Last night the MJF Centre in Moratuwa, on the outskirts of Colombo, was aglow. It was after dusk but it was not the setting sun that caused the brilliant light but the joy of several hundred children from the MJF Kids programme. They were gathered for their annual presentation, children and youth from severely deprived urban communities, some with Down Syndrome, others with Cerebral Palsy some Autistic others challenged in different ways. Yet all were exuberant.
The evening started with the MJF Centre Scouts welcoming Settlor of the MJF Foundation, Merrill J. Fernando, who was joined by friend and Australian Chef Peter Kuruvita in hoisting the National, and MJF Foundation flags. It continued with displays of the noble and traditional art of Kandyan dancing, one of the most beautiful renditions of the Sri Lanka National anthem with the MJF Kids representing all communities in Sri Lanka united in their proclamation of the beauty of our island. Drama, dance, music, comedy and gymnastic displays unfolded as the evening developed into a progressively more thrilling exhibition of extraordinary talent. What some people called disability was not evident.
Our approach at the MJF Foundation has always been to respect the dignity of those we seek to help. The work of the MJF Foundation has its genesis in the philosophy of the Dilmah Founder, Merrill J. Fernando as he sought to integrate the simple humanity that his mother taught him into his business. Being a humanitarian endeavor with a parallel environmental initiative in Dilmah Conservation, both managed and funded by a business, a businesslike approach to helping others is at the heart of the MJF Foundation.
Many great and well intentioned humanitarian efforts create a situation of dependence. We resolved that this should never be in the case of our projects. Every person, whatever their ‘condition’ has inherent ability. In the case of many of the kids in the MJF Kids programme, that ability is different from each other but it is ability nevertheless. It sometimes needs nurturing to bring that talent to the surface. Akibo for instance, considered autistic but through the persistent efforts and affection of his mother and the staff at the Centre, now a successful athlete with several medals to his credit at the Special Olympics this year. Several of the young men and women who were considered to have severe developmental disability due to Down Syndrome, dancing, drumming and singing brilliantly last evening.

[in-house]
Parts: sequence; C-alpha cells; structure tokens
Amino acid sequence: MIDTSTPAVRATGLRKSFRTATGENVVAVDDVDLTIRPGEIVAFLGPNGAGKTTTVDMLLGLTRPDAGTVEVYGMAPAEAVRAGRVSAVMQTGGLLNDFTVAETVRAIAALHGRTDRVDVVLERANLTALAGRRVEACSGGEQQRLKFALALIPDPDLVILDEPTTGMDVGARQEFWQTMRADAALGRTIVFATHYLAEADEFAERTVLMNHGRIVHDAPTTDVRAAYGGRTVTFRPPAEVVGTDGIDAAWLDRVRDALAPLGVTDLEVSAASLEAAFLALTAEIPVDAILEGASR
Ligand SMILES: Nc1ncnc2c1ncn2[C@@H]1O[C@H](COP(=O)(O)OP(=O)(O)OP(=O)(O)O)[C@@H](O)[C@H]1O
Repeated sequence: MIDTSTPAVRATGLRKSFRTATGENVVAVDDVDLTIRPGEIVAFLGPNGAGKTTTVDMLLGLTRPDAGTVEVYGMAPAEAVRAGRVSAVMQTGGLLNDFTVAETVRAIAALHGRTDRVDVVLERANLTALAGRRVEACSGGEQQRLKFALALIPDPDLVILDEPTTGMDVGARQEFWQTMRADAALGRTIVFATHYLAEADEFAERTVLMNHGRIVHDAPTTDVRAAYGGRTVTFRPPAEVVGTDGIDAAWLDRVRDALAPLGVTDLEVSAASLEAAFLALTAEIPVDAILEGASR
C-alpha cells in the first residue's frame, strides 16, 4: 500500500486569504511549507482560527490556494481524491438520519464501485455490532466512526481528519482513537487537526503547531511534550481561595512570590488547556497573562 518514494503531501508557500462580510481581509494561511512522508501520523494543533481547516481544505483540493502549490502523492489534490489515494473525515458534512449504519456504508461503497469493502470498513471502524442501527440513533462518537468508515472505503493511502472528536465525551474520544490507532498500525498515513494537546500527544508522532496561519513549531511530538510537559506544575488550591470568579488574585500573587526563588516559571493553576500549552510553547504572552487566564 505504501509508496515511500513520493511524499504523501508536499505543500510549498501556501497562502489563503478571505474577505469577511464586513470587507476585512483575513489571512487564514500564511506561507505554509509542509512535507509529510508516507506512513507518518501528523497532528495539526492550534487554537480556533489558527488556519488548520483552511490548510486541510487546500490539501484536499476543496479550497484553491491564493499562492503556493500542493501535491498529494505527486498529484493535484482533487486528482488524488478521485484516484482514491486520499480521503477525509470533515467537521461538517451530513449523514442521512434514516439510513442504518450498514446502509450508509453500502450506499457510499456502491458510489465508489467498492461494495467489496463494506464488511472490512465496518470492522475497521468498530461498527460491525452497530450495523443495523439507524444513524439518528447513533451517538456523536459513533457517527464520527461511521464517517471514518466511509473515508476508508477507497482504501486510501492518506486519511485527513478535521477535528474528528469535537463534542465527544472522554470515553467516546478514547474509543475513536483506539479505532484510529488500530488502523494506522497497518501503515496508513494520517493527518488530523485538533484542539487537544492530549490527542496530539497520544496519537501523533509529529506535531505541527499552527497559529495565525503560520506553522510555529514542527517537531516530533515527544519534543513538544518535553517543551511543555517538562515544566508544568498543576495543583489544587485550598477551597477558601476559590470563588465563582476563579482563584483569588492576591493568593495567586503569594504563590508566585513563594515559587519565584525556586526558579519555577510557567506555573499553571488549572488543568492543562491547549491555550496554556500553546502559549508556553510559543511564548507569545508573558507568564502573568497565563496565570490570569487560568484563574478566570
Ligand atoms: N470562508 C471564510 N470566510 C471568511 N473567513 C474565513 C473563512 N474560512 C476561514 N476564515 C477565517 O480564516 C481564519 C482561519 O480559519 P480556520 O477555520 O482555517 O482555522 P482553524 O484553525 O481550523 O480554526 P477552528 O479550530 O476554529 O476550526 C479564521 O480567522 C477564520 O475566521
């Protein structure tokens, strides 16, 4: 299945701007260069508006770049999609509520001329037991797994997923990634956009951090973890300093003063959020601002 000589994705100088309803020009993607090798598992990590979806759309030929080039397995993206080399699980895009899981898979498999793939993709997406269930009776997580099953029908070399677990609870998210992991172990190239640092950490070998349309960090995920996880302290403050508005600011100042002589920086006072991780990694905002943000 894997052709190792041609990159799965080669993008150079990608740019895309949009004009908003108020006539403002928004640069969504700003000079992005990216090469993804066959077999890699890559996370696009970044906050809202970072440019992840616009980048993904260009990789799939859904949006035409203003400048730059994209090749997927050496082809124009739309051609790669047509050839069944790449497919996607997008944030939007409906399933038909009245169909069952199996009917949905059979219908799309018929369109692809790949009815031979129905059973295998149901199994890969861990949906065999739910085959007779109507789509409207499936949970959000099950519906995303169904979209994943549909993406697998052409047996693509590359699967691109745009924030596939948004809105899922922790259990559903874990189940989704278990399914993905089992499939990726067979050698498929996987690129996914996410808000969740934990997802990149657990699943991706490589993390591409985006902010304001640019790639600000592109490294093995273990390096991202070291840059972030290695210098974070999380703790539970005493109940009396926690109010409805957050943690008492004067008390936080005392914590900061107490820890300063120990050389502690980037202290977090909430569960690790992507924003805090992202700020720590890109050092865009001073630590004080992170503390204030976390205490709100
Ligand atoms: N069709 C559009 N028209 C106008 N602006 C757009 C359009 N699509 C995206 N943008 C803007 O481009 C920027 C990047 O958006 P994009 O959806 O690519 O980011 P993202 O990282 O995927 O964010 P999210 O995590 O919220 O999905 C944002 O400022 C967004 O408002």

In most cases disability is in the eyes of the beholder, and Celebrating Differences offered the audience – who were spellbound for several hours – a glimpse of the brilliant light that shines from within each child, regardless of what acronym or medical term they may be categorized under. It takes effort to uncover that glow, but as the dedicated team at the MJF centres have shown, the effort is worth it.
Thank you, to all who joined us, for your presence encouraged, strengthened and in a very definite way, built confidence and ability in the children. As every interaction with each of the children have shown us, the right attitude gives us a much greater opportunity than just helping the child achieve his or her potential. The right attitude will help us learn from the children and receive what they have to offer, whether love, inspiration, or demonstration of ability.
Have a blessed Christmas, and may this Season and the year that follows bring you Peace, Joy and Contentment.